It seems there are now three things which are certain in life.
Death. Taxes. And paying for a Spark Sport subscription.
Most of you probably came to this realisation in the months, weeks or days out from the Rugby World Cup, finally understanding that it was the only way to ensure the best coverage of the biggest rugby tournament on the planet.
Not me. In the weeks leading up to that first game, I was steadfast in my belief that I would be one of the people who were too cheap to fork out $80 and determined to find a free alternative.
It hasn't gone well, as nearly every alternative requires some sort of payment and for someone who has been raised with the expectation of free sport access via my parent's Sky Sport account, I have been stubborn in my delusion.
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However, I think the truth has finally hit home with the announcement on Thursday that Spark Sport had acquired the rights to all international and selected domestic cricket matches played in New Zealand under the umbrella of NZC for six years starting from April next year.
Now this isn't just because cricket is winning the very tight race of being my favourite sport, it's because of how the sport is broadcasted.
Before the Rugby World Cup, Spark Sport was little use to someone who was not a huge motorsport, hockey or English football fan. Don't get me wrong, supporting Spurs in the premier league is one of my favourite pastimes but there are enough streaming services out there to make it easy for a semi-tech savvy person to keep up with the play.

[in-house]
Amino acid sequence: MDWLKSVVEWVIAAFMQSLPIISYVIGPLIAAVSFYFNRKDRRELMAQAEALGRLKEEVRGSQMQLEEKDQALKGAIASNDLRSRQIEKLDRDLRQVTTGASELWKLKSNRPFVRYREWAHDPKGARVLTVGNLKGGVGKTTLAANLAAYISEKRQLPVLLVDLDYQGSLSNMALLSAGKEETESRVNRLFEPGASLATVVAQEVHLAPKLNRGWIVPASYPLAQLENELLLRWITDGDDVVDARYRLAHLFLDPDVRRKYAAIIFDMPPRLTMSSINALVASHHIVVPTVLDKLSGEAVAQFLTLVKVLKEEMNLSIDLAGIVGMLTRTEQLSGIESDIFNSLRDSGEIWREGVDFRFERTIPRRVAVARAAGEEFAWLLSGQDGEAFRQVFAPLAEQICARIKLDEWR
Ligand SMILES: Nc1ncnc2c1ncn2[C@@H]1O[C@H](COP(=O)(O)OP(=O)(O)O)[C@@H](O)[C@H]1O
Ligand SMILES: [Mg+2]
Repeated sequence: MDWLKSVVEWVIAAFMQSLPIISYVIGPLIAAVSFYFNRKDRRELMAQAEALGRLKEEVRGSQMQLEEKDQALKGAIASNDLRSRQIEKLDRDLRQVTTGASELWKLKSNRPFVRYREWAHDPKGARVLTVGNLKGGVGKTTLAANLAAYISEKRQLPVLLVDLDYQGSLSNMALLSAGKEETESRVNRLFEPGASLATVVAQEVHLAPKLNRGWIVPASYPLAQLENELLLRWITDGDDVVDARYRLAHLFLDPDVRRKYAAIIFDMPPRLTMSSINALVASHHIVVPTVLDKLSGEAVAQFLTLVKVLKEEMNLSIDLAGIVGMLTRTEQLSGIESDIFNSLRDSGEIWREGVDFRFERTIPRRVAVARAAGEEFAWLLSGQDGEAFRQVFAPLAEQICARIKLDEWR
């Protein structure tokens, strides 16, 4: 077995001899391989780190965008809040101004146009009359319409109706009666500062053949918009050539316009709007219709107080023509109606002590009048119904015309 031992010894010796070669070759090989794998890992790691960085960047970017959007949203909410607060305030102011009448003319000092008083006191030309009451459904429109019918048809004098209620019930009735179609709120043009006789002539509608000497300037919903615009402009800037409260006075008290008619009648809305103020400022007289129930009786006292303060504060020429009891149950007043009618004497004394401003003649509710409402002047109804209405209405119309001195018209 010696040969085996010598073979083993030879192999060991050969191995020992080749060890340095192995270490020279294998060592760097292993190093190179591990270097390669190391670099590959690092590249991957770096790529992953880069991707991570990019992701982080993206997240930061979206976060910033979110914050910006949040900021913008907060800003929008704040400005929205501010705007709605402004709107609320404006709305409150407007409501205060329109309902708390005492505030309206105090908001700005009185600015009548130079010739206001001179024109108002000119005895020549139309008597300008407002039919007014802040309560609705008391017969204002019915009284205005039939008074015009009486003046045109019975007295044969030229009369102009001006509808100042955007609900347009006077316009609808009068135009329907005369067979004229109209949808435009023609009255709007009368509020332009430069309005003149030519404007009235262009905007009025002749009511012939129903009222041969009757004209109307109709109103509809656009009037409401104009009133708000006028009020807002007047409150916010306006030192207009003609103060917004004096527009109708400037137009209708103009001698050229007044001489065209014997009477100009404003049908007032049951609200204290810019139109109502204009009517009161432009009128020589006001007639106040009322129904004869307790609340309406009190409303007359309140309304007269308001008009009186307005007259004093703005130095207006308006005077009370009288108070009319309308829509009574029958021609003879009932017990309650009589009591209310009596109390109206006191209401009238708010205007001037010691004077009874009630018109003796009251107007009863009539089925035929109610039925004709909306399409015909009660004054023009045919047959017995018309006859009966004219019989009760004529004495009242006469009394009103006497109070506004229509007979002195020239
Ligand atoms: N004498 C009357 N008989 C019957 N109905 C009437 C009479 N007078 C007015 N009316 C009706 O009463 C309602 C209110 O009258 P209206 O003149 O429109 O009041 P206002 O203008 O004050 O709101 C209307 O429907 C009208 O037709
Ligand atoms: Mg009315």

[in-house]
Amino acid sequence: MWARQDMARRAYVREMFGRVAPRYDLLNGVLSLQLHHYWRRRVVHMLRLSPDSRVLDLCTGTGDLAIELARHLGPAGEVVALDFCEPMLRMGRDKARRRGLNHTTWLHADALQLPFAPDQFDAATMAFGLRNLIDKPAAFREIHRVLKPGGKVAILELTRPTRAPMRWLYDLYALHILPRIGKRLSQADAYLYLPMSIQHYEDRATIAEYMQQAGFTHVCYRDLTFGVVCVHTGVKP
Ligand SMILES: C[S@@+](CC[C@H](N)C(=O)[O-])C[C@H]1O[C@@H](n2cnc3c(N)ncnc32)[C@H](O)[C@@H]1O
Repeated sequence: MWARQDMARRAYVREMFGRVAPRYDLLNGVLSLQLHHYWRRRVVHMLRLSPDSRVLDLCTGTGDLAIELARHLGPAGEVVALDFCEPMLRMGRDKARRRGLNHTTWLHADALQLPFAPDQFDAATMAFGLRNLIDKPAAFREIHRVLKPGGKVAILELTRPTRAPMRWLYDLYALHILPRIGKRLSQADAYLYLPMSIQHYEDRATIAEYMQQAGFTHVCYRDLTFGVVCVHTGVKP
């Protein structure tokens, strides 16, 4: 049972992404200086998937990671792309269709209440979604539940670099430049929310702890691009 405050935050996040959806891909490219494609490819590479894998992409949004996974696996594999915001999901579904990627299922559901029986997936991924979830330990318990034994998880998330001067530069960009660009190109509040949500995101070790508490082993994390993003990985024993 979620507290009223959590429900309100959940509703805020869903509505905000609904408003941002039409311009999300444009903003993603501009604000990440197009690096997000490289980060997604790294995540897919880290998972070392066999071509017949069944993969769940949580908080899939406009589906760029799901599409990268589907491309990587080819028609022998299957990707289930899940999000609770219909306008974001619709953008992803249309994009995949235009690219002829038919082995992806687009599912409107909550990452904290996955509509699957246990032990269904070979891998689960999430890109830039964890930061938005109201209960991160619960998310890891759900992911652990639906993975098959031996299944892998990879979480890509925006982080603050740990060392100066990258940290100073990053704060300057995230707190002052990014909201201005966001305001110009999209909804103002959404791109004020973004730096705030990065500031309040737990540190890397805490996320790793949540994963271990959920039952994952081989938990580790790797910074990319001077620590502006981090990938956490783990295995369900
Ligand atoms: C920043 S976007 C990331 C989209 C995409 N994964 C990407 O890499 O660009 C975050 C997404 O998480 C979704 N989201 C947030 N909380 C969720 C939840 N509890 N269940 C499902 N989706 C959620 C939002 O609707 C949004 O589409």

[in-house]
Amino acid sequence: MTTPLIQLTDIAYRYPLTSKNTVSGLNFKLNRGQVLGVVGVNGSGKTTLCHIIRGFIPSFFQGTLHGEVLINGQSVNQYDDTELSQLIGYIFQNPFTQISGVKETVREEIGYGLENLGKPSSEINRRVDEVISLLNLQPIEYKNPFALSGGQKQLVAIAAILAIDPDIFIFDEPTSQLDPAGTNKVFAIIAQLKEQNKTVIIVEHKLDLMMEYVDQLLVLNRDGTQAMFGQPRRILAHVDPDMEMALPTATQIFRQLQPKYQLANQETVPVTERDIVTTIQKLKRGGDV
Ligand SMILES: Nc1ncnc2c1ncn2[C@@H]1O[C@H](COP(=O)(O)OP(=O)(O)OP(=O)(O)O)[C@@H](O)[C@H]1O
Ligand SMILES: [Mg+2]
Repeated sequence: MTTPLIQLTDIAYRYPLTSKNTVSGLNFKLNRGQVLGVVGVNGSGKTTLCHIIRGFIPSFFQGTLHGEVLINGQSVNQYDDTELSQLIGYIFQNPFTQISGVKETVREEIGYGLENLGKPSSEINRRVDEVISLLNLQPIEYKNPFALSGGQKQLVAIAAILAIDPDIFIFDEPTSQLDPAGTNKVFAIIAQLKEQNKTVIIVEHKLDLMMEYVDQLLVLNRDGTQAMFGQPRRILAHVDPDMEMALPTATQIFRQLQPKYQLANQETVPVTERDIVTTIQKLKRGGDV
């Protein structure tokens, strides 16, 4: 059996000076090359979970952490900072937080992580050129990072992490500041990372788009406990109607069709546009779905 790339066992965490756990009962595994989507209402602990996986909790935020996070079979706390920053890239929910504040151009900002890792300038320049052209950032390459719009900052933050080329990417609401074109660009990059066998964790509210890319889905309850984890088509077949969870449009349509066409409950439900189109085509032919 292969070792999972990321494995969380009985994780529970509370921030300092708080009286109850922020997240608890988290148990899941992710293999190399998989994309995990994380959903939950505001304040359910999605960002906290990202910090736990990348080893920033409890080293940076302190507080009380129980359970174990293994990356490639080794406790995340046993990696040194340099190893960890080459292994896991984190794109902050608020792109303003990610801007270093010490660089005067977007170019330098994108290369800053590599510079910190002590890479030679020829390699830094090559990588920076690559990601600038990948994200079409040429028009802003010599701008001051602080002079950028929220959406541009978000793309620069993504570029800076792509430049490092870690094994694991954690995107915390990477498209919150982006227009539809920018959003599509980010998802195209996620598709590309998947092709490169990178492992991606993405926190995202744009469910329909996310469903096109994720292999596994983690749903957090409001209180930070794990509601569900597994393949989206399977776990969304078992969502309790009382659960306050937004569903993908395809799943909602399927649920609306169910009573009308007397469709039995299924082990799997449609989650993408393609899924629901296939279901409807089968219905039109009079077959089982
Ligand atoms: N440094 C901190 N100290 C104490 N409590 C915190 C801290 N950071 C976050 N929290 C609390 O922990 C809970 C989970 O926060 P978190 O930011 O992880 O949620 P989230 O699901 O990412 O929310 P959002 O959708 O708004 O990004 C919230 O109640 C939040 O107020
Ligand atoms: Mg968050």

Even when we got to RWC 2019, it was only ever going to be a one-off tournament and if there was a way to watch the games without having to take Spark Sport's subscription on the chin, I would take it with both hands.
But now they've got the Black Caps. New Zealand's favourite group of over-achievers who don't really achieve all that much. Still, I'll be right there with them when they take on England for the start of their summer on November 1 at Hagley Oval in Christchurch.
The problem with Spark Sport acquiring rights to New Zealand's top cricketers is that you don't often have their games broadcasted through many other networks other than Sky. It makes it unlikely you will ever see a televised Black Caps or White Ferns game without having to pay the people at Spark Sport.
I hate inevitability as much as the next person. But as much as I hate knowing what I can't avoid, I couldn't stand the thought of missing out on another game like the Cricket World Cup final which will and rightly so, go down as one of the greatest pieces of sporting drama.
I imagine there will be those more stubborn than myself who will continue to protest against what looks like a shoddy service in terms of picture and audio quality.
To those people I say, what other choice do we have? Yes, Spark Sport is pretty average now and it was probably rushed along so it could secure rights for the RWC. But when we look at how many sports this service has stolen out from underneath what seems to be a heavily sleeping giant in Sky, Spark will only further secure its hold on the nation's sporting products.
I hope for everyone's sakes the service's quality becomes better with time. People will not stand for sub-par service given a few years but by then, there may well be a number of other streaming services all competing with the likes of Spark to deliver the sport New Zealanders crave.
Our evolution in how we view our sport is eerily similar to one of the most famous quotes from Star Trek, and you only have to add two words.
"We are [Spark Sport]. Lower your shields and surrender your ships. We will add your biological and technological distinctiveness to our own. Your culture will adapt to service us. Resistance is futile."
It probably is futile, but that doesn't mean I have to like it.